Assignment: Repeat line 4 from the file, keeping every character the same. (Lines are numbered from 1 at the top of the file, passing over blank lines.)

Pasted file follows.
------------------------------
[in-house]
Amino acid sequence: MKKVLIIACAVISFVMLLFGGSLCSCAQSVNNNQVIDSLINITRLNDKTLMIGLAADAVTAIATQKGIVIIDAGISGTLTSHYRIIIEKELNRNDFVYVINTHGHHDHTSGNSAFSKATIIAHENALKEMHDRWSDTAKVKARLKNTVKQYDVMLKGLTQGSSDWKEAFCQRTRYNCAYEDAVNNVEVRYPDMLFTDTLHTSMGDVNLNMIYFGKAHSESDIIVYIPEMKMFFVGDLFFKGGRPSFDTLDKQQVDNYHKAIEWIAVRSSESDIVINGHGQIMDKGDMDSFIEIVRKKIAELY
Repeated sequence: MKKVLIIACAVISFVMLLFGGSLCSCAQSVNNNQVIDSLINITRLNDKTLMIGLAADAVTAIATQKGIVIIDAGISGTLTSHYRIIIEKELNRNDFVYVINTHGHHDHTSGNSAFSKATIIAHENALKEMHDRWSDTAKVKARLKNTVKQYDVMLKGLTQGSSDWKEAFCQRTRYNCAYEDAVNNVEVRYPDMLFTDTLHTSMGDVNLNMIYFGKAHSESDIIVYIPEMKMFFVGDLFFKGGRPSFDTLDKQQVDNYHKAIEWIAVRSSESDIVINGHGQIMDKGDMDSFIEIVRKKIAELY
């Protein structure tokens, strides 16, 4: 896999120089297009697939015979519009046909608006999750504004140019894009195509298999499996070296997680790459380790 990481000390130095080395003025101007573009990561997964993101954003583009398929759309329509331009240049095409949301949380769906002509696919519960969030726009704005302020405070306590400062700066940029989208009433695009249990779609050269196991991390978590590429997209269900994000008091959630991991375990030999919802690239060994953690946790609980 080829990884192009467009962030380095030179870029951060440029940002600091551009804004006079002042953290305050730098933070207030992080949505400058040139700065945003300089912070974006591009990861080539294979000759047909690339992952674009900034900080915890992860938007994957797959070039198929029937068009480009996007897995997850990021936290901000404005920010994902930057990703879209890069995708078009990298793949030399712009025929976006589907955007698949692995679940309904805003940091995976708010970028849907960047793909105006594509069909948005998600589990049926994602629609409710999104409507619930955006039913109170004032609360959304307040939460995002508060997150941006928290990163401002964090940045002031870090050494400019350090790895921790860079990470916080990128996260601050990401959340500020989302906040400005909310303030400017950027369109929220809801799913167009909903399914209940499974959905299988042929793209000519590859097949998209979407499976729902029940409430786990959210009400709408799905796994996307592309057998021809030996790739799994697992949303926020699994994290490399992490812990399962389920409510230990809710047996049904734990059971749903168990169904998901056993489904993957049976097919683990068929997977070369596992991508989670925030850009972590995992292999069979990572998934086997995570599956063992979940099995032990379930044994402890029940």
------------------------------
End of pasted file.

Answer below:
């Protein structure tokens, strides 16, 4: 896999120089297009697939015979519009046909608006999750504004140019894009195509298999499996070296997680790459380790 990481000390130095080395003025101007573009990561997964993101954003583009398929759309329509331009240049095409949301949380769906002509696919519960969030726009704005302020405070306590400062700066940029989208009433695009249990779609050269196991991390978590590429997209269900994000008091959630991991375990030999919802690239060994953690946790609980 080829990884192009467009962030380095030179870029951060440029940002600091551009804004006079002042953290305050730098933070207030992080949505400058040139700065945003300089912070974006591009990861080539294979000759047909690339992952674009900034900080915890992860938007994957797959070039198929029937068009480009996007897995997850990021936290901000404005920010994902930057990703879209890069995708078009990298793949030399712009025929976006589907955007698949692995679940309904805003940091995976708010970028849907960047793909105006594509069909948005998600589990049926994602629609409710999104409507619930955006039913109170004032609360959304307040939460995002508060997150941006928290990163401002964090940045002031870090050494400019350090790895921790860079990470916080990128996260601050990401959340500020989302906040400005909310303030400017950027369109929220809801799913167009909903399914209940499974959905299988042929793209000519590859097949998209979407499976729902029940409430786990959210009400709408799905796994996307592309057998021809030996790739799994697992949303926020699994994290490399992490812990399962389920409510230990809710047996049904734990059971749903168990169904998901056993489904993957049976097919683990068929997977070369596992991508989670925030850009972590995992292999069979990572998934086997995570599956063992979940099995032990379930044994402890029940």